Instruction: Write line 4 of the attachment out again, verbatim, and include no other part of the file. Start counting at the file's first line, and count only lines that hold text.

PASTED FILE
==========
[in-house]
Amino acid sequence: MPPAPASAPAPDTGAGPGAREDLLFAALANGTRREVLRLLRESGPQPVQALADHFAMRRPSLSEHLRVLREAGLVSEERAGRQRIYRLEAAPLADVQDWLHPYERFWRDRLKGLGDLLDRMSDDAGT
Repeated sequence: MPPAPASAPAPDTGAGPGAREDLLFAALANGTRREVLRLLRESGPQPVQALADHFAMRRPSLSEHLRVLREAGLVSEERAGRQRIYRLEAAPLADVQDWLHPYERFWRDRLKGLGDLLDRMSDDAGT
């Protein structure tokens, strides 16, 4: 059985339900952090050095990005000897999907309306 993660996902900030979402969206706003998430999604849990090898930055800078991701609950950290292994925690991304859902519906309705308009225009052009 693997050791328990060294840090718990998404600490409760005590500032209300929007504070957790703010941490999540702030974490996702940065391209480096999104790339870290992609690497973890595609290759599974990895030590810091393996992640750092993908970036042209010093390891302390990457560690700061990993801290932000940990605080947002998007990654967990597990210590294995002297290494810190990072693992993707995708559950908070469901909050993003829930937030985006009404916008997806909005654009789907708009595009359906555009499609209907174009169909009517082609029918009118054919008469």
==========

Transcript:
């Protein structure tokens, strides 16, 4: 059985339900952090050095990005000897999907309306 993660996902900030979402969206706003998430999604849990090898930055800078991701609950950290292994925690991304859902519906309705308009225009052009 693997050791328990060294840090718990998404600490409760005590500032209300929007504070957790703010941490999540702030974490996702940065391209480096999104790339870290992609690497973890595609290759599974990895030590810091393996992640750092993908970036042209010093390891302390990457560690700061990993801290932000940990605080947002998007990654967990597990210590294995002297290494810190990072693992993707995708559950908070469901909050993003829930937030985006009404916008997806909005654009789907708009595009359906555009499609209907174009169909009517082609029918009118054919008469």